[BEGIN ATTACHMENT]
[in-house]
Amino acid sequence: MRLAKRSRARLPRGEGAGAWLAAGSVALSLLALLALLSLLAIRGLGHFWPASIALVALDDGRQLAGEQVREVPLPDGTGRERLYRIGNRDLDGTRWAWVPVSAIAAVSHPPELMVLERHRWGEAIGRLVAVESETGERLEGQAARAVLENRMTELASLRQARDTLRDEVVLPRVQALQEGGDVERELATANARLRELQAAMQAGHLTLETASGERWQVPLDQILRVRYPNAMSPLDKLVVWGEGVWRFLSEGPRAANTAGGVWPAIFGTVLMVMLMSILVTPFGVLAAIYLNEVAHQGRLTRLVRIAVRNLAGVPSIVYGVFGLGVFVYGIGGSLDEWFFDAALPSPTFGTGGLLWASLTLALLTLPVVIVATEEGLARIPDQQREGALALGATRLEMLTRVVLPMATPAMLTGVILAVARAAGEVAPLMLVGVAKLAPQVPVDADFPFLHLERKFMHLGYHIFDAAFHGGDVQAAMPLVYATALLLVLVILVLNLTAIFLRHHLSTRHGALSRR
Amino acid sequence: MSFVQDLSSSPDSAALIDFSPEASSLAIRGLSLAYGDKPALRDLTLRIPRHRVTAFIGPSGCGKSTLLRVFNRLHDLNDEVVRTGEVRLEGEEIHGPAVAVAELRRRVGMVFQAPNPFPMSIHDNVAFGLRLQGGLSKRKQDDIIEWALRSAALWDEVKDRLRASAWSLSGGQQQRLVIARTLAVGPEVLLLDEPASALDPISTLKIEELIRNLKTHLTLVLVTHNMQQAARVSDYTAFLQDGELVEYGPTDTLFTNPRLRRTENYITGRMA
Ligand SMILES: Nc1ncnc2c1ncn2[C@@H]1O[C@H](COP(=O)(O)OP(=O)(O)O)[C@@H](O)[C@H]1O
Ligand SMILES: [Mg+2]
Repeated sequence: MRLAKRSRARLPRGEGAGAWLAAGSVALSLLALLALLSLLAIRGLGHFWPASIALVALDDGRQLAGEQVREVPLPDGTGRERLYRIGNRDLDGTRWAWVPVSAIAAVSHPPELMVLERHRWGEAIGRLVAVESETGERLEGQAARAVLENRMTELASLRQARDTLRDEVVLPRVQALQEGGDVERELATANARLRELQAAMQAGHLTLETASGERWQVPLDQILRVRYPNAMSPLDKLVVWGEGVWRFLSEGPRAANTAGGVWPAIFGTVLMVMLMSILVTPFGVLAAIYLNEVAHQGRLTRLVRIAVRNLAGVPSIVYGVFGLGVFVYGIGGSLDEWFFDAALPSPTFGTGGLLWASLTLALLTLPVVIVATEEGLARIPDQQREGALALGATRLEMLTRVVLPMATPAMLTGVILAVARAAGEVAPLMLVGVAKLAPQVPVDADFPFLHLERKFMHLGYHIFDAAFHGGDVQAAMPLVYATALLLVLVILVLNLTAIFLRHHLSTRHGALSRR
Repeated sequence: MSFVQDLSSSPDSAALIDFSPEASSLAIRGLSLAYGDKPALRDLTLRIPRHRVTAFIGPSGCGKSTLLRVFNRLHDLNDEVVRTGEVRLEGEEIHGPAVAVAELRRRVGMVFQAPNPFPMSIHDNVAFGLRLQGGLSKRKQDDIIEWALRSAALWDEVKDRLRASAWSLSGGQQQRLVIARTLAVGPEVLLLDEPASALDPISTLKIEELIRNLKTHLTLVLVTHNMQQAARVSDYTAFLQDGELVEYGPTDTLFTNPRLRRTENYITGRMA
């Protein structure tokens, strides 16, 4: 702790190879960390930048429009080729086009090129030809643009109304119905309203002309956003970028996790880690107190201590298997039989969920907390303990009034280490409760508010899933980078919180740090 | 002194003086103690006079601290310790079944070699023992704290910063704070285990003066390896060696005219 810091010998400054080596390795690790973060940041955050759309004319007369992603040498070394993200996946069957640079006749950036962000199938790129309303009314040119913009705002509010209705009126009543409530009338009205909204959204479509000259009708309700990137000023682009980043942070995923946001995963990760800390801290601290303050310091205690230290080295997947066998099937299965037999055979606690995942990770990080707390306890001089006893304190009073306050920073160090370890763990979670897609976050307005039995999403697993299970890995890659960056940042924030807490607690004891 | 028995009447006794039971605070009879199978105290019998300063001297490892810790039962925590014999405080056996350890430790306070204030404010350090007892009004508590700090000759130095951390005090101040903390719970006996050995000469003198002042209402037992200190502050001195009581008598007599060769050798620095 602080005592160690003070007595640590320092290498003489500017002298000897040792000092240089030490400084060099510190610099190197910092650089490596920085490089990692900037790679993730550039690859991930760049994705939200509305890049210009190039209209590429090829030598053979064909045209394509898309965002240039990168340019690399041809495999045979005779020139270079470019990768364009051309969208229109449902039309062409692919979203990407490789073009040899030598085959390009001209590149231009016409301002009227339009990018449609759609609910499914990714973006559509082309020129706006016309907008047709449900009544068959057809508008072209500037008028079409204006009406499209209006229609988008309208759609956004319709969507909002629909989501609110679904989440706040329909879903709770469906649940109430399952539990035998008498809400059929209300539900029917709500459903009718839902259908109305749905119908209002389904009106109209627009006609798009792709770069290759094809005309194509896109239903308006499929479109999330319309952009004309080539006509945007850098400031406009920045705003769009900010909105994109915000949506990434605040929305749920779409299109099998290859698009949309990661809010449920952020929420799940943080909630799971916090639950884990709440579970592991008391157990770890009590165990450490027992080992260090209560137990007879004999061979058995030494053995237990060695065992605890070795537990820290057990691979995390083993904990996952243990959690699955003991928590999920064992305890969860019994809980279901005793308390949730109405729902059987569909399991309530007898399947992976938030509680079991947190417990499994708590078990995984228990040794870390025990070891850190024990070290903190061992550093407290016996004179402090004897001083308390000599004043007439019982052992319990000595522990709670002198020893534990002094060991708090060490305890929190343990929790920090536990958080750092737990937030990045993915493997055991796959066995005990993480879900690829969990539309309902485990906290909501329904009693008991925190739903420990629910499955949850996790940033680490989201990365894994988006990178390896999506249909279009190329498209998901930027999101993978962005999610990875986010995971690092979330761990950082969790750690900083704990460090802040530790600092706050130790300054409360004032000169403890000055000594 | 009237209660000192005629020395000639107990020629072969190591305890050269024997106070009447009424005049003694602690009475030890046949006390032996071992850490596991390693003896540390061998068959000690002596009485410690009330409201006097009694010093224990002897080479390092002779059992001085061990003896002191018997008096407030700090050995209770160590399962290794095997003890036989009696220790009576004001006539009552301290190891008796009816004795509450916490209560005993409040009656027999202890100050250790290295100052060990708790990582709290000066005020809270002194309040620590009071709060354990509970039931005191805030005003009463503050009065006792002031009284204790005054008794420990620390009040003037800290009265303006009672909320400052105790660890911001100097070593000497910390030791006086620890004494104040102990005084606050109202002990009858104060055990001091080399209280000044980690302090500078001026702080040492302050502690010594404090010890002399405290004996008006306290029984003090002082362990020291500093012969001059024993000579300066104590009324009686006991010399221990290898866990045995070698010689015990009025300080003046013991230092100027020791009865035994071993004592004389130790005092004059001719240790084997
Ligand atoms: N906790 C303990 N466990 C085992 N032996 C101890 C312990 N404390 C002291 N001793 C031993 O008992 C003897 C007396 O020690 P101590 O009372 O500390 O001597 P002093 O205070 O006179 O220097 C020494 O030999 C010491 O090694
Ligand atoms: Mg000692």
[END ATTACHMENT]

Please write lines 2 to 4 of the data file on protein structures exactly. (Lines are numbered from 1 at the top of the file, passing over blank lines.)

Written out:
Amino acid sequence: MRLAKRSRARLPRGEGAGAWLAAGSVALSLLALLALLSLLAIRGLGHFWPASIALVALDDGRQLAGEQVREVPLPDGTGRERLYRIGNRDLDGTRWAWVPVSAIAAVSHPPELMVLERHRWGEAIGRLVAVESETGERLEGQAARAVLENRMTELASLRQARDTLRDEVVLPRVQALQEGGDVERELATANARLRELQAAMQAGHLTLETASGERWQVPLDQILRVRYPNAMSPLDKLVVWGEGVWRFLSEGPRAANTAGGVWPAIFGTVLMVMLMSILVTPFGVLAAIYLNEVAHQGRLTRLVRIAVRNLAGVPSIVYGVFGLGVFVYGIGGSLDEWFFDAALPSPTFGTGGLLWASLTLALLTLPVVIVATEEGLARIPDQQREGALALGATRLEMLTRVVLPMATPAMLTGVILAVARAAGEVAPLMLVGVAKLAPQVPVDADFPFLHLERKFMHLGYHIFDAAFHGGDVQAAMPLVYATALLLVLVILVLNLTAIFLRHHLSTRHGALSRR
Amino acid sequence: MSFVQDLSSSPDSAALIDFSPEASSLAIRGLSLAYGDKPALRDLTLRIPRHRVTAFIGPSGCGKSTLLRVFNRLHDLNDEVVRTGEVRLEGEEIHGPAVAVAELRRRVGMVFQAPNPFPMSIHDNVAFGLRLQGGLSKRKQDDIIEWALRSAALWDEVKDRLRASAWSLSGGQQQRLVIARTLAVGPEVLLLDEPASALDPISTLKIEELIRNLKTHLTLVLVTHNMQQAARVSDYTAFLQDGELVEYGPTDTLFTNPRLRRTENYITGRMA
Ligand SMILES: Nc1ncnc2c1ncn2[C@@H]1O[C@H](COP(=O)(O)OP(=O)(O)O)[C@@H](O)[C@H]1O